Herbalists use plant-based (herbal) medicines to treat a range of health conditions such as stress, arthritis or allergies and skin, digestion and respiration related problems. Herbal medicines come in a variety of forms such as pills, creams or liquids.
You could be:
discussing lifestyle, diet, emotional wellbeing and symptoms with your client
sometimes doing a physical examination including tests, such as measuring blood pressure
diagnosing various conditions with the help, where appropriate, of diagnostic laboratory tests
selecting the appropriate herbs to use based on your diagnosis and any other medication already taken by the client
preparing the mixture of herbs and extracts to use in treatment, which could be a cream, pills such as capsules, or a drink such as a tea or tincture
giving the treatment, often over several visits
giving advice on diet and lifestyle
advising your client to see a doctor or other therapist
keeping records of clients and progress.
Most herbalists are self-employed or work on a freelance basis so their earnings will depend on the number of clients. They normally charge an hourly fee or sessional rate which can be £35 to £65 for an initial consultation and around £20 to £35 for subsequent consultations.
The cost of the medicines would be charged extra. At the start of their career they might only earn £6,000 a year, but if successful earnings can rise to over £30,000 a year.
You may work in a consulting room in a clinic or health centre.
You may work from your own home.
You might visit clients in their homes, so you may have to travel.
You may have variable working hours and have to work evenings or weekends.
You would study towards a qualification accredited by either the European Herbal and Traditional Medicine Practitioners Association (EHTPA) or the National Institute of Medical Herbalists (NIMH).
There are currently no accredited courses available in Scotland.
Lincoln College offers the BSc (Hons) degree course in Clinical Herbalism. This is available on a full or part time basis, taking between 3 and 5 years to complete. For entry you need a total of 72 UCAS points from 1 Advanced Higher plus additional Highers plus National 5 English and Maths.
Alternatively you could study for the Heartwood Professional Course in Herbal Medicine offered by Heartwood Education (an educational initiative launched by NIMH Education Fund). This online course is accredited by the National Institute of Medical Herbalists and takes four years to complete. To qualify as a clinical herbalist you must complete a 500-hour Heartwood Clinical Training Scheme during Years 2 to 4. You can visit the Heartwood website for more details.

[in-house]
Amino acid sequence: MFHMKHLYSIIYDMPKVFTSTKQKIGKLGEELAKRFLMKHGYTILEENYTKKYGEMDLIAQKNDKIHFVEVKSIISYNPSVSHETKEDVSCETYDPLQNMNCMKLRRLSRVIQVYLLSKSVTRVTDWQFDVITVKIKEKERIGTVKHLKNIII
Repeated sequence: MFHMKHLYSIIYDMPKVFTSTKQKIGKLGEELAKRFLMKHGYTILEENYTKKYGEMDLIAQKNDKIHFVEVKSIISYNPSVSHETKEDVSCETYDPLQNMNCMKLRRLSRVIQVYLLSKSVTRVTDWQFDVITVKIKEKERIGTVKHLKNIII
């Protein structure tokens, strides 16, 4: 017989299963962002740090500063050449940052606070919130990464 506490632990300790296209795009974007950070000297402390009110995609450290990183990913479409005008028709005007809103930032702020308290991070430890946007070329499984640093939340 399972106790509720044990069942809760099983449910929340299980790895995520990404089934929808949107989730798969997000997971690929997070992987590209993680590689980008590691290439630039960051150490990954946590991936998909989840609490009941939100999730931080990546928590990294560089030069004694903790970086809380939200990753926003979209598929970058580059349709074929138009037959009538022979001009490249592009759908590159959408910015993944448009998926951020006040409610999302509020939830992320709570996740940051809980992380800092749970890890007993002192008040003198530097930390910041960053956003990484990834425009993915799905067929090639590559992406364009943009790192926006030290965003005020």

The Scottish School of Herbal Medicine at Drimlabarra Herb Farm offers a one-year correspondence course, which may be acceptable as an access course for entry to a degree course in herbal medicine.
What Does it Take?
You should be:
able to work well with people from all backgrounds and of all ages
understanding and sympathetic
a good listener
able to explain treatments clearly
able to understand all the properties of herbal ingredients
aware of confidentiality issues and professional ethics.
After completing an accredited course, you can apply for membership of the National Institute of Medical Herbalists (NIMH).
Once you have gained your qualification, training is on the job.
NIMH offers its members a Continuous Professional Development (CPD) programme of courses throughout your career to keep your skills and knowledge up to date.
You might find work in the National Health Service (NHS) but most herbalists are self-employed.
With experience you might be able to increase the size of your business.
You might manufacture and sell herbal products.
You might combine your work with teaching and research.
Herbalists are sometimes called phytotherapists (‘phyto’ means plant or herb). The government does not regulate Herbalists. However, if they are registered with the NIMH they must be fully trained and insured.
It is important that Herbalists are properly trained and regulated since they need to know how certain herbs interact with conventional medicines, and any side effects that herbs can cause in individuals. Work is still on-going to set up the new statutory body to regulate the work of herbalists and accredit courses.